There’s often a certain sense of feeling conflicted when writing this column, which reflects our experience of building a property portfolio. I share a lot of information with our readers – unveiling our buying strategies, successes and failures. I also speak intimately about the areas we’re targeting and why.
While a lot of investors like to keep their cards close to their chests in this regard – mainly to reduce any competition for properties, or to imply they have a secret fishing ground that’s delivering great results they don’t want to share – I see the world very differently.
Transparency in property investment is absolutely essential. For me, this flows all the way from those selling off-the-plan apartments, to commissions on the sale of property or services, as well as how you manage your own portfolio and the information you share with your accountant and other stakeholders.
For me, the dream of get-rich-quick through property is a fallacy – and there aren’t any secret techniques, alternative investment schemes and the like to make a million overnight. Anyone telling you otherwise needs to be questioned; if it’s too good to be true, then it most likely is.
There’s good money to be made from property investment, however, and it can serve as a sound tool for creating wealth and providing for your retirement. While the dream of making a fortune quickly is a nice one, it’s unrealistic and not something we subscribe to.
The reality is something much more boring – but it’s so straight forward.
Property is a long-term game and if you want to build a sizable portfolio and make serious money, you need a long-term outlook.
You typically need to hold a property for a few cycles to truly realise its value. And I’m not saying anything new here either. All good property investors know this and have built a strategy with this in mind.
But back to being conflicted. I share all our information, buying strategies and activities. Yes, it might mean that I’m competing with more investors in the areas I’m investing. But I don’t have an issue with that. Actually I’m quite pleased.
We’ve created Smart Property Investment to better educate readers, and we’re doing a good job. The feedback I get from investors highlights the impact we’re making on helping investors to better think their investment strategies.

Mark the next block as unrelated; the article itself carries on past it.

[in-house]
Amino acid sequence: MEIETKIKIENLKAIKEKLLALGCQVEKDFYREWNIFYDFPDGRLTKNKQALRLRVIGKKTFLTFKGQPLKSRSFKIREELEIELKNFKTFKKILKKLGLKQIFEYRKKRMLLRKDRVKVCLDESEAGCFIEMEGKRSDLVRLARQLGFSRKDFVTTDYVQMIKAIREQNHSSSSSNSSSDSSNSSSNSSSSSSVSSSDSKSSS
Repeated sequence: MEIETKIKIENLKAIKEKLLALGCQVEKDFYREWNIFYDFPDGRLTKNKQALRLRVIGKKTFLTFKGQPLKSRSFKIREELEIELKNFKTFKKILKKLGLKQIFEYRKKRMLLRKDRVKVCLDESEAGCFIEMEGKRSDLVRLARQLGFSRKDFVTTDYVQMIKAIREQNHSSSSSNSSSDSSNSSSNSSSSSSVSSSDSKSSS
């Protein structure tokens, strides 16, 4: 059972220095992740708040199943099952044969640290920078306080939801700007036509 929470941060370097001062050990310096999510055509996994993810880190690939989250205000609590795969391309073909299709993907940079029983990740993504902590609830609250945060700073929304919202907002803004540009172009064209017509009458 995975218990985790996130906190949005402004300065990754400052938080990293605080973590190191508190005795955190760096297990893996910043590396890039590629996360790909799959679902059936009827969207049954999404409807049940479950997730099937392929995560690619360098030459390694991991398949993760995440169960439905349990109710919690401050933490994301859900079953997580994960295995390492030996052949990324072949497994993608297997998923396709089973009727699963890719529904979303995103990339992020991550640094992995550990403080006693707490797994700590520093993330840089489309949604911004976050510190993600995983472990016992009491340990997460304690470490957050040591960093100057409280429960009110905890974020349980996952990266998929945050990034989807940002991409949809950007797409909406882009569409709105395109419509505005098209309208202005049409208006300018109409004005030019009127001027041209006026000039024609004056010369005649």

While some readers who follow our portfolio and share our journey building a property portfolio engage a similar approach to us – that is sourcing under-market-value properties at lower price points in growth locations – others choose a different path, and many are successful.
The point I’m making here is that your strategy must work for you, and as you build your portfolio you need to be focused and dedicated in order to determine what’s right for you – and then stick to that path.
Reach out for assistance from professionals, use your common sense when considering any purchase, and importantly, enjoy the ride.
I do, and I still get very excited when I’m considering a new purchase. But I always do it with our strategy in mind.
A reason to invest
Our latest property, which settled earlier this month, has been an excellent buy and I’m very upbeat not only about the instant equity we’ve created by buying well, but also the upside for manufacturing equity moving forward.
We’ve purchased in a location that shows significant growth based on its focus on infrastructure development to support planned population increases, as well as being a traditionally owner-occupied area.
So what’s the location?
The location we purchased in is a traditional owner-occupier area, not especially on the radar of investors, therefore reducing competition from them while also delivering a good prospect should we need to sell
Springfield in Queensland, which is a wider satellite city created and located to help reduce population growth along the coastal strip from the Sunshine Coast down to the Gold Coast.
It’s a master-planned community – the largest master-planned city in Australia. It incorporates a number of different sub-communities and is within striking distance of the Brisbane CBD, affording good commute times on the Ipswich line or via the Centenary Motorway. It’s also self-contained, delivering good employment prospects for locals.